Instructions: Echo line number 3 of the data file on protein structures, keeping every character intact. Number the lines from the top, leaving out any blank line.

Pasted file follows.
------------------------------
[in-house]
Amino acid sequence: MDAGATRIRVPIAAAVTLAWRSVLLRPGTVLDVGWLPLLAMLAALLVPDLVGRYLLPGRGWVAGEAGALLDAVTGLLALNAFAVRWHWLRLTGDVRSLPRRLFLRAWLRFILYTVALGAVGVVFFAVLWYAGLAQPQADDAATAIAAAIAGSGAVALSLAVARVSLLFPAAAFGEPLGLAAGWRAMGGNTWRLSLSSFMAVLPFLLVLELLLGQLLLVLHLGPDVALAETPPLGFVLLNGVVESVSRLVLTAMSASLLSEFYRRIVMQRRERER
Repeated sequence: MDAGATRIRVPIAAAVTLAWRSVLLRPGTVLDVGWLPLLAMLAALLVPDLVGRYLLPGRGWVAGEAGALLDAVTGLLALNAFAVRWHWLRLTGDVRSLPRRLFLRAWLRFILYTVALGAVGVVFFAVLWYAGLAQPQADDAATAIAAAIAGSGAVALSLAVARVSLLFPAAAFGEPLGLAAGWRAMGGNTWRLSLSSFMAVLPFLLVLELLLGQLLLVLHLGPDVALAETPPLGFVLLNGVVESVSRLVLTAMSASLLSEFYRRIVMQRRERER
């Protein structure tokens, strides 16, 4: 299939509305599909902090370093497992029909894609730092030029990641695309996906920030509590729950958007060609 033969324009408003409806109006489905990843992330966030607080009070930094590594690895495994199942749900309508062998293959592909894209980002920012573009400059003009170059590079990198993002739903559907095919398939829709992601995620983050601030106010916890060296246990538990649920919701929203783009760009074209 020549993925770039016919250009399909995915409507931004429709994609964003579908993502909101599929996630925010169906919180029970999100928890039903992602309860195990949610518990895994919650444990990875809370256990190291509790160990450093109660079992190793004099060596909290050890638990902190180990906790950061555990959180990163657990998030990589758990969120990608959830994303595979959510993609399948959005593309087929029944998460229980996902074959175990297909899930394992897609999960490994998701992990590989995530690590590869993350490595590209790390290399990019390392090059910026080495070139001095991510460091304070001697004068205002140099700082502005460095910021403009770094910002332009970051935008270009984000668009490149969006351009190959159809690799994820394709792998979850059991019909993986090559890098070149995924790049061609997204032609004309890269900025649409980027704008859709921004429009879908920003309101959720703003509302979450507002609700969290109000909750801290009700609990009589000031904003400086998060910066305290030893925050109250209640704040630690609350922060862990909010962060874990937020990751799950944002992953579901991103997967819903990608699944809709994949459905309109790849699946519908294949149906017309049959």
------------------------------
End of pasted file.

Repeated sequence: MDAGATRIRVPIAAAVTLAWRSVLLRPGTVLDVGWLPLLAMLAALLVPDLVGRYLLPGRGWVAGEAGALLDAVTGLLALNAFAVRWHWLRLTGDVRSLPRRLFLRAWLRFILYTVALGAVGVVFFAVLWYAGLAQPQADDAATAIAAAIAGSGAVALSLAVARVSLLFPAAAFGEPLGLAAGWRAMGGNTWRLSLSSFMAVLPFLLVLELLLGQLLLVLHLGPDVALAETPPLGFVLLNGVVESVSRLVLTAMSASLLSEFYRRIVMQRRERER